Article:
Parents of nearly a dozen Northeastern students suspended for breaking the school’s COVID-19 rules have hired a lawyer, who says the Boston-based university is deliberately setting out to humiliate the students and their families.

Northeastern University dismissed 11 first-year students after the school said they were discovered together in a room at the Westin Hotel in Boston earlier this month. The school said the gathering violated the university and public health protocols that prohibit crowded gatherings.

Brett Joshpe, the lawyer representing the dismissed Northeastern students, said the first-year students had all tested negative for COVID-19 multiple times and were watching a basketball game with masks on.

“They were not partying as some have suggested, and Northeastern has deliberately set out to humiliate these students and their families by speaking to the media before they even had a chance to deliberate on the facts and evidence,” Joshpe said in a statement. “Northeastern has essentially created a private prison for its students with inconsistent, illogical, unclear, and untenable rules and guidelines.”

The students were enrolled in the N.U.in Program, a study-abroad experience for first-year students. The gathering of 11 students was discovered by two N.U.in staff members, who were on call and making rounds of the building, the school said.

At a press conference earlier this week, Mass. Gov. Charlie Baker defended the decision made by the university to dismiss the freshmen students for the fall semester for violating campus social distancing guidelines after they were discovered in the same hotel room. “The rules were the rules. They were established upfront. Everybody attested to them and they broke them,” Baker said.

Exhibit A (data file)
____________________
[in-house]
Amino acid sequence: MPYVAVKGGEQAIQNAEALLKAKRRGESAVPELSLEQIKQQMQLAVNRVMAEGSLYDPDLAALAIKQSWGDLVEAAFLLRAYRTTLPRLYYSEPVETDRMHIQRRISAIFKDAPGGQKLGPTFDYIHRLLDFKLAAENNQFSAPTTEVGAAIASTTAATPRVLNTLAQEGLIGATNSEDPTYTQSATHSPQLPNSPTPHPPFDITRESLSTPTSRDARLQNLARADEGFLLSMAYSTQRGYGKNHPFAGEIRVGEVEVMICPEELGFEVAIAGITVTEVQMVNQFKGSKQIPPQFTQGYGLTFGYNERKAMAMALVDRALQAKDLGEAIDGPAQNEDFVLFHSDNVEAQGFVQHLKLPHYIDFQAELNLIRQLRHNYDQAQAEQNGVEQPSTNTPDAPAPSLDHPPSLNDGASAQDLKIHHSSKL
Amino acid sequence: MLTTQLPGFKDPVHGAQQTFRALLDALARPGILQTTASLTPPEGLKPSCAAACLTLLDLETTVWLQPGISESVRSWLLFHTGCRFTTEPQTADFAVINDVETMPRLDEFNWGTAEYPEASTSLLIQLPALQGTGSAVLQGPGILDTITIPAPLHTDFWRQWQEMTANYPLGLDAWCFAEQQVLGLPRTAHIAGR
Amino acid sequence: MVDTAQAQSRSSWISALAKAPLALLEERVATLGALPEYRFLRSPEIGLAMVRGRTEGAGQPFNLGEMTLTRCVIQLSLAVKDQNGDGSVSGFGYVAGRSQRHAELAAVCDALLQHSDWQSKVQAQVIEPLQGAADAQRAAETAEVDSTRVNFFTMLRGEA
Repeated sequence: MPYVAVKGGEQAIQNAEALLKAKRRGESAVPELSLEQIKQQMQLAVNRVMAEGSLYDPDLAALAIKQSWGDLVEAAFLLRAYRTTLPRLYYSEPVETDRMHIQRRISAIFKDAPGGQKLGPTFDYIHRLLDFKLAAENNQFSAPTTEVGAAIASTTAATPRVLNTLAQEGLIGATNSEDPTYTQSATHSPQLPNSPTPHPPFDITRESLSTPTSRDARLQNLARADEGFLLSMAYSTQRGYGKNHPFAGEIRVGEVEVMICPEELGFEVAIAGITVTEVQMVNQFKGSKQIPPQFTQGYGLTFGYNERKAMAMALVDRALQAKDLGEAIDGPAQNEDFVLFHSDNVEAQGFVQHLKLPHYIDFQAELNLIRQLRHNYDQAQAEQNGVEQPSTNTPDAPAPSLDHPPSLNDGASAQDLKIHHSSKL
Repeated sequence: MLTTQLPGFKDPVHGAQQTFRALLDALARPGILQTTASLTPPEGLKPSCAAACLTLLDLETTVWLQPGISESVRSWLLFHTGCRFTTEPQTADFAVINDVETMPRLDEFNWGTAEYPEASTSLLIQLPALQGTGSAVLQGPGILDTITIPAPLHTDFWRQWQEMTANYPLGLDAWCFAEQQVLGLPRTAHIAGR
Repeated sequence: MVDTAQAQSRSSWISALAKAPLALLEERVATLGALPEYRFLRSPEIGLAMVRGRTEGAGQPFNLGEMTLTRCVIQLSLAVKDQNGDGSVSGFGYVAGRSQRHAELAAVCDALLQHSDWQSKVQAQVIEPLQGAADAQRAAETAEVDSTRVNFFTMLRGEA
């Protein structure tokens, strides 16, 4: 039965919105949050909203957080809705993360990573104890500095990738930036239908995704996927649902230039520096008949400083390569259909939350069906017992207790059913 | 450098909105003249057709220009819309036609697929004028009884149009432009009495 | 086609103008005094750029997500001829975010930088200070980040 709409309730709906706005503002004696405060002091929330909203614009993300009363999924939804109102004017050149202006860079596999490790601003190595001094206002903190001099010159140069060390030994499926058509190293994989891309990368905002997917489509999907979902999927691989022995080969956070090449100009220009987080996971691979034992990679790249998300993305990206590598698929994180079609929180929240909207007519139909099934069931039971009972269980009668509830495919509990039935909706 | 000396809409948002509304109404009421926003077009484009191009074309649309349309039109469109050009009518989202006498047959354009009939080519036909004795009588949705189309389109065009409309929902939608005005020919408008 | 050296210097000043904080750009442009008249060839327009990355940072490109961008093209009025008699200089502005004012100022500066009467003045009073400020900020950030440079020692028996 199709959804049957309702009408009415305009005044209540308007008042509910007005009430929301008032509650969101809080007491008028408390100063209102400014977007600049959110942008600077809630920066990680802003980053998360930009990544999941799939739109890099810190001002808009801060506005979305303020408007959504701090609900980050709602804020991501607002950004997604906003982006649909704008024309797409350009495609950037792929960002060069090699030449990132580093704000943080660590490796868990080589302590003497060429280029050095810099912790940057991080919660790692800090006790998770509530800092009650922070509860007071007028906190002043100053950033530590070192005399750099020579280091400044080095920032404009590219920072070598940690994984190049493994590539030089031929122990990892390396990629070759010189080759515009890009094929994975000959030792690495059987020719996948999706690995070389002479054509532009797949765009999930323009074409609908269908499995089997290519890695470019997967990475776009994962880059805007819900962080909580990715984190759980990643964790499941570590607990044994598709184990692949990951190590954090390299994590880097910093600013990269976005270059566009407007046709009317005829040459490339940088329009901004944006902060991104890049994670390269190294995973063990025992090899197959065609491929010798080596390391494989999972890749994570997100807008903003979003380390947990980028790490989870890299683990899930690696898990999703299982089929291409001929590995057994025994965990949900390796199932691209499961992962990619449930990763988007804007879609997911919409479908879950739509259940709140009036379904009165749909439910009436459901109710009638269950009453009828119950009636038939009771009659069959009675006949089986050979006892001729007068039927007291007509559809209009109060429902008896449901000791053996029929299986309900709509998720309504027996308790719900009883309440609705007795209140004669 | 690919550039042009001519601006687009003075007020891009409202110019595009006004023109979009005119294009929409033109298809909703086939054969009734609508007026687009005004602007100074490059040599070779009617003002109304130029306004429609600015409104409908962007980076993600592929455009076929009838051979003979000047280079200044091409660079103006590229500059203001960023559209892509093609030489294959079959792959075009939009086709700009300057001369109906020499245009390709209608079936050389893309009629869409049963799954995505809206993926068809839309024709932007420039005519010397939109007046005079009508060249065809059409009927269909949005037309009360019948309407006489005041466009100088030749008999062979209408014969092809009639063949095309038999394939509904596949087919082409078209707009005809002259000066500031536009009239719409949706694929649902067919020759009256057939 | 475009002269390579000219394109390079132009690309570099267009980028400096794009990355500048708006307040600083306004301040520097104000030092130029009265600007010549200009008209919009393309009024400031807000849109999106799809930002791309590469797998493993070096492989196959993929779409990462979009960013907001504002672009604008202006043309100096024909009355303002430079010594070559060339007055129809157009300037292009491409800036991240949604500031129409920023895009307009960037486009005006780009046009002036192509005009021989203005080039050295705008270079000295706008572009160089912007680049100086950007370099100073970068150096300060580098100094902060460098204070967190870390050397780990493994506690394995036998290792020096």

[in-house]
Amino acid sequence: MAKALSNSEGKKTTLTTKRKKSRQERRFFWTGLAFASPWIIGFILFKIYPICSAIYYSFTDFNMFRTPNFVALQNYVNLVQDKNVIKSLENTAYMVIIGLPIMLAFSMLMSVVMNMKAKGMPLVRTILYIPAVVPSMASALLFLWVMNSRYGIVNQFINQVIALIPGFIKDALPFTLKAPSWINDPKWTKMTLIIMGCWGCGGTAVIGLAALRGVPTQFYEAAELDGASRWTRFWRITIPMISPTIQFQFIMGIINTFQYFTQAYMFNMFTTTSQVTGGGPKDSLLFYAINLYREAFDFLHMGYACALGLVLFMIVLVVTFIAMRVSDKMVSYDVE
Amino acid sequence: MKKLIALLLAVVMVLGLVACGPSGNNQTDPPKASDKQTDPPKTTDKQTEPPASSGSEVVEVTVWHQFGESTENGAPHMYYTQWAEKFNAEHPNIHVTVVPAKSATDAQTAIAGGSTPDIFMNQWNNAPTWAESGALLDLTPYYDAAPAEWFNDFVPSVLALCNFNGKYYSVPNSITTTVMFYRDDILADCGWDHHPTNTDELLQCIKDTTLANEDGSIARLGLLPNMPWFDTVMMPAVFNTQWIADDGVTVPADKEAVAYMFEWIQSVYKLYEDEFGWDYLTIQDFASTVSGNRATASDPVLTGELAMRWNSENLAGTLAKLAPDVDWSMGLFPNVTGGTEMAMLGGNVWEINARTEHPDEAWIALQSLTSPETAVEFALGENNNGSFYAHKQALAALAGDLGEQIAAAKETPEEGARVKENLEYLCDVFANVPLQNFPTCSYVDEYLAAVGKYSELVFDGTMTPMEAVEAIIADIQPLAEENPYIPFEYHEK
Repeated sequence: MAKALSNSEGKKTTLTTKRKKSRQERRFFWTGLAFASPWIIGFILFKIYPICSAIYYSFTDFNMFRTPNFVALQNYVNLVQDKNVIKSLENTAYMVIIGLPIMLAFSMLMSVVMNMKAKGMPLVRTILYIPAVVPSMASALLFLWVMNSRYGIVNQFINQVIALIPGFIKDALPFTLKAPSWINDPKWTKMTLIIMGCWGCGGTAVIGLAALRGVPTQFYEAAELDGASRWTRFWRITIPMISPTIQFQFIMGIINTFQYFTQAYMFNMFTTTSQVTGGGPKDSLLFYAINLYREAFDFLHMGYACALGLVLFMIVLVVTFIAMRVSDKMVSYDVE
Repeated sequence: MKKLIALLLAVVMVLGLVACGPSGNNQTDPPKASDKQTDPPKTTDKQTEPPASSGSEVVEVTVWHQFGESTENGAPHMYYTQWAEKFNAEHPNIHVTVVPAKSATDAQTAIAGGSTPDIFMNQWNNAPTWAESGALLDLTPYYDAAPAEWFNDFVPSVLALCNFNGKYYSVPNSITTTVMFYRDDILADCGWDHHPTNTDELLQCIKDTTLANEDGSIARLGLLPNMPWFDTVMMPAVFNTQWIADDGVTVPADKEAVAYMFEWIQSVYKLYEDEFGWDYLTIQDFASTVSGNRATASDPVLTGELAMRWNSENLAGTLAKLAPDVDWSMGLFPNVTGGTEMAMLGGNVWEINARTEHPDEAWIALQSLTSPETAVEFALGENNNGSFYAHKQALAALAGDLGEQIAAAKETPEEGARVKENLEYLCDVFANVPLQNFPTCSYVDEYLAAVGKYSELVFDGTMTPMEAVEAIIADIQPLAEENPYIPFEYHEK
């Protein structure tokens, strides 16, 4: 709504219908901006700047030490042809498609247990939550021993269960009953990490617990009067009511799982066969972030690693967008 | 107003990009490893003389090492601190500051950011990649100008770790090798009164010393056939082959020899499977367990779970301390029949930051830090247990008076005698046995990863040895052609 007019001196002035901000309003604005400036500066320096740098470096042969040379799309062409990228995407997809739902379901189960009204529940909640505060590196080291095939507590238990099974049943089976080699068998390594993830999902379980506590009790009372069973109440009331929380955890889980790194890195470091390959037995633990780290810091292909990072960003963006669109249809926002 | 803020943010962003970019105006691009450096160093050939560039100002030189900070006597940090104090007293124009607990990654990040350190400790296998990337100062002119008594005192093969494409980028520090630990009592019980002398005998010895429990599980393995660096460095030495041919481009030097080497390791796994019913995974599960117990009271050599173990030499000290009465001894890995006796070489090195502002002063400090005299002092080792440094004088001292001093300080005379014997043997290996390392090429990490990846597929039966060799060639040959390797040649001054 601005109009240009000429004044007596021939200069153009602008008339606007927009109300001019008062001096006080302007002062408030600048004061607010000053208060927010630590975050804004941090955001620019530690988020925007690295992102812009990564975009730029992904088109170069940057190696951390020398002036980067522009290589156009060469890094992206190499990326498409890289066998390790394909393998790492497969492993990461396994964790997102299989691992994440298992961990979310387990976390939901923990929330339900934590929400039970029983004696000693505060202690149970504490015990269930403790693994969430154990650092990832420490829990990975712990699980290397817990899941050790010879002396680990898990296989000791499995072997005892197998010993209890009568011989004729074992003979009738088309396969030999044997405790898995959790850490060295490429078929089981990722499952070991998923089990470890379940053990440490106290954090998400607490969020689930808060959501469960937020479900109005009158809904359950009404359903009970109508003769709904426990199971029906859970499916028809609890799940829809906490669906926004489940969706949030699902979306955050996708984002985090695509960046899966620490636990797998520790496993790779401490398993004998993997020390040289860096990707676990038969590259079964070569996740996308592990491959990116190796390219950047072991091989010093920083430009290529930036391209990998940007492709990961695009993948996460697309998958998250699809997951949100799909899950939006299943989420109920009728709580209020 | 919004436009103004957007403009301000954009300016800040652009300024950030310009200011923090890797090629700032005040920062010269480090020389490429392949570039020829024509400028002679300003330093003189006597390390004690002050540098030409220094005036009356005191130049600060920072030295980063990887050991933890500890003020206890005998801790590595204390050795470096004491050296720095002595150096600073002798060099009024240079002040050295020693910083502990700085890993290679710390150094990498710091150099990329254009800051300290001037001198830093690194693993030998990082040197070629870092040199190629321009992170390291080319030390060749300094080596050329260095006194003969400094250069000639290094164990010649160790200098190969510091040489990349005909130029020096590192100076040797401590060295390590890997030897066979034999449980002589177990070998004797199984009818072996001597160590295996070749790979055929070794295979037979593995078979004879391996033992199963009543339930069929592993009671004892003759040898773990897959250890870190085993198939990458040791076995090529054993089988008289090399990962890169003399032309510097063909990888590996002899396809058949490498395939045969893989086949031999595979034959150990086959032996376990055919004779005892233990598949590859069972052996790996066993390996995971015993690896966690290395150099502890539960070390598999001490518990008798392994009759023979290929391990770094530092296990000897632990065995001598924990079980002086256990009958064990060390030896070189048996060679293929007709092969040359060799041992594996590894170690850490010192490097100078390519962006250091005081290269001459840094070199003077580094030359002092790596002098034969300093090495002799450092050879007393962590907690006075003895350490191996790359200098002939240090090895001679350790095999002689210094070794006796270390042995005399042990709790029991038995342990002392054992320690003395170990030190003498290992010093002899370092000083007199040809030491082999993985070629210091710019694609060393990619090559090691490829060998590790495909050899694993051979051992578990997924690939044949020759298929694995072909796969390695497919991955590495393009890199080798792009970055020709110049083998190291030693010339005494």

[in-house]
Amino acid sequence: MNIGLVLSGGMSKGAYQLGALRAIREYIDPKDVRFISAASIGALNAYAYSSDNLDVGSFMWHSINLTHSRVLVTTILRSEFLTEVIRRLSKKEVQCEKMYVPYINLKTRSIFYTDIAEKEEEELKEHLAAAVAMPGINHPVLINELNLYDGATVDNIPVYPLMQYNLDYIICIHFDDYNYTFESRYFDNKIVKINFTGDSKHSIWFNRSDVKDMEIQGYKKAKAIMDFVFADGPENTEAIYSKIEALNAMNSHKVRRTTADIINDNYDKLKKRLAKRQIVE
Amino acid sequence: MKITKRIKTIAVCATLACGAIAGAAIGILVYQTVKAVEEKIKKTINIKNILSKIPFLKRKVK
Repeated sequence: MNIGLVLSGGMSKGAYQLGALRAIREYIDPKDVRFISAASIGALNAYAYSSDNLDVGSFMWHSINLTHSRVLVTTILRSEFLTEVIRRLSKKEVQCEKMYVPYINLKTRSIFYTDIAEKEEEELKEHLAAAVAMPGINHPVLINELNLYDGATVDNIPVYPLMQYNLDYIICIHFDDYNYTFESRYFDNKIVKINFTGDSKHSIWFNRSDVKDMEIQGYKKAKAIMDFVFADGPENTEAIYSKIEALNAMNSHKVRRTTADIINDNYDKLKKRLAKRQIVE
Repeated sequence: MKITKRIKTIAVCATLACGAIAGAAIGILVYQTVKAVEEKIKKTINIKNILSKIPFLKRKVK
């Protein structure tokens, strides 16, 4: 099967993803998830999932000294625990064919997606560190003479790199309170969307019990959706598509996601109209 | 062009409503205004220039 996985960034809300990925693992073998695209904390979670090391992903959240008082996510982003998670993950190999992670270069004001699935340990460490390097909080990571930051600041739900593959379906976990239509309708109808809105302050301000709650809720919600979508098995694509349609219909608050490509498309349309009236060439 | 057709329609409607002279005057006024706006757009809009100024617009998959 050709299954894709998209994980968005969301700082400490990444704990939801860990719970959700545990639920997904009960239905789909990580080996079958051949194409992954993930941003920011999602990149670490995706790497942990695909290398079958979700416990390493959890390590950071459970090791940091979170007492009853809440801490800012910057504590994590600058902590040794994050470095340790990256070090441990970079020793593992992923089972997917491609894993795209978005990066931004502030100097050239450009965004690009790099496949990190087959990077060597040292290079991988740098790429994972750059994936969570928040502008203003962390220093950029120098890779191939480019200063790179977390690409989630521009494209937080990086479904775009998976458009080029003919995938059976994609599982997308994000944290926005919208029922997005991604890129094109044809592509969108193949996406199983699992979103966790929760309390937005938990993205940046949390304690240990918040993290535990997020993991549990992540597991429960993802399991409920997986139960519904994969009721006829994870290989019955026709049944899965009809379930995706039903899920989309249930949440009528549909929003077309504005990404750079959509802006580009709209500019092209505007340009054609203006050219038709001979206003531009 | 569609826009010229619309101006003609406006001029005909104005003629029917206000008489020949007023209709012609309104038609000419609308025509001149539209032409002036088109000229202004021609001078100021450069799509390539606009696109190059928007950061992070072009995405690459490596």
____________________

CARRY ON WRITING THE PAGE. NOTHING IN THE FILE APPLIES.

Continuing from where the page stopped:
He said he feels “feels terrible” for the students and their families, but added that the college experience has changed.

“It’s really important, especially during this time when kids are coming back to school, that everybody appreciate and accept the fact that college is just not going to be the way it was last year or the year before,” he said.

The school also said the students would not be reimbursed for tuition and fees for the fall semester.

“While the school may believe that it is protecting peoples’ health and safety, it is actually making it more likely that students will resort to risky behavior by leaving campus and taking public transportation,” a statement from the lawyer representing the students said. “The fact that Northeastern thinks it is entitled to a $400,000 tuition windfall without these students taking a single class is outrageous. It is very unfortunate — although telling — that some politicians, like Gov. Charlie Baker, have defended the institution rather than hardworking families being robbed of $36,500.”

There are 818 N.U.in Program students staying in two-person rooms at the Westin, less than 1 mile from the Boston campus.